Humza Yousaf has insisted Scotland’s health secretary would have been unable to prevent skyrocketing waiting times as the NHS emerged from the Covid pandemic – regardless of who was in charge.
Announcing his candidacy to succeed Nicola Sturgeon as First Minister, Yousaf also admitted he “was not wedded” to the idea of using the next general election as a “de-facto” referendum on Scottish independence.
Finance secretary Kate Forbes and the former community safety minister Ash Regan have both declared they will stand in the race for the top job in Holyrood after Sturgeon revealed her intention to stand down last week.
The health secretary, who has presided over the worst Scottish A&E waiting times on record, said issues facing the NHS were “exactly the same” as those elsewhere in the UK.
He added that Scotland’s NHS continued to outperform the other UK countries, while the service had thus far managed to avoid strike action.
“It doesn’t matter who would have been in charge of the health service at this particular time in the midst of a global pandemic, they would have faced the exact same challenges, that’s why you see them in England and Wales and Northern Ireland,” he told STV News.
“But let’s look at the way that we have done things differently in the way we have responded to Covid. We have one of the most successful vaccine booster campaigns and programmes in the world at one point, we are the only nation in the UK to have avoided strikes and industrial action by nurses and ambulance drivers; not by accident, but because of my relationships that I have managed to build up with our trade unions.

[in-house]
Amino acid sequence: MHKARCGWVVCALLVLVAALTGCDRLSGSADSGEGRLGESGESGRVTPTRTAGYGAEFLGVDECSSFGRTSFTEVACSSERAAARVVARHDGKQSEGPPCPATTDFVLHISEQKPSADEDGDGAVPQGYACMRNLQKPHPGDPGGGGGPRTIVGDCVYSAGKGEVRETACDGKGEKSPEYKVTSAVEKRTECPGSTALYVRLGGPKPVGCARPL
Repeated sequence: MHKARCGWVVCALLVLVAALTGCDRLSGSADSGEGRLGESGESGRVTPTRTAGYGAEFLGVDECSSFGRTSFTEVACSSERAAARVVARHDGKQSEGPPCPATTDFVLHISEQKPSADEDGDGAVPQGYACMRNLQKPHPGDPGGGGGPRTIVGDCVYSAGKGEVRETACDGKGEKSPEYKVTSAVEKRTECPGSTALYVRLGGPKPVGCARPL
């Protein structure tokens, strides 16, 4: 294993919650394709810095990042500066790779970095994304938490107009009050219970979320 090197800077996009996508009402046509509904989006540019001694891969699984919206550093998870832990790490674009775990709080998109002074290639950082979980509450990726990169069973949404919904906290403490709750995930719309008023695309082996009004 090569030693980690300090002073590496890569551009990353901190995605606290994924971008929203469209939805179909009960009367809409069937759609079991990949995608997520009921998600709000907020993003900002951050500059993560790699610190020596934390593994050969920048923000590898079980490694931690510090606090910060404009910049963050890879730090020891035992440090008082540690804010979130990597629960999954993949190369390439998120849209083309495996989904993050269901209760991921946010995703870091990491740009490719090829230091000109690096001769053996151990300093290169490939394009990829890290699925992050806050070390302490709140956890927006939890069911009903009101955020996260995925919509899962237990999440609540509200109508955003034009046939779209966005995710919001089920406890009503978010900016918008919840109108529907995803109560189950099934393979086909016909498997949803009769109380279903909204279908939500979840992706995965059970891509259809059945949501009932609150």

“And we still continue to have the best performing A&E right across the UK.”
He added: “Our opponents will always attack, that’s what they do. But if you look at what I’ve done for the health service, if you speak to trade unions and those who represent the workers who have given their all in the pandemic, they will tell you that the relationship is good, they will tell you that we find compromises, that we meaningfully engage.”
Yousaf said he wanted to work with members of his party to determine the best approach to securing independence.
He said Scotland had “never been closer” to leaving the UK, though conceded a de-facto vote was not his preferred method.
The outgoing FM previously said the next general election – due to be held before January 2025 – would serve as a vote on Scottish independence if the electorate returned a majority for a pro-Yes party.
Yousaf called for “proper debate and discussion” on the process. but added he would refuse to “impose” his preferred method.
“I’m looking to engage with [SNP members]. I’m not going to tell them this is the method I want that you have to accept,” he said.
“Let’s have a proper discussion, let’s have a proper debate. Let’s bring the party membership together. Let’s do put all ideas on the table that are within a legal framework.”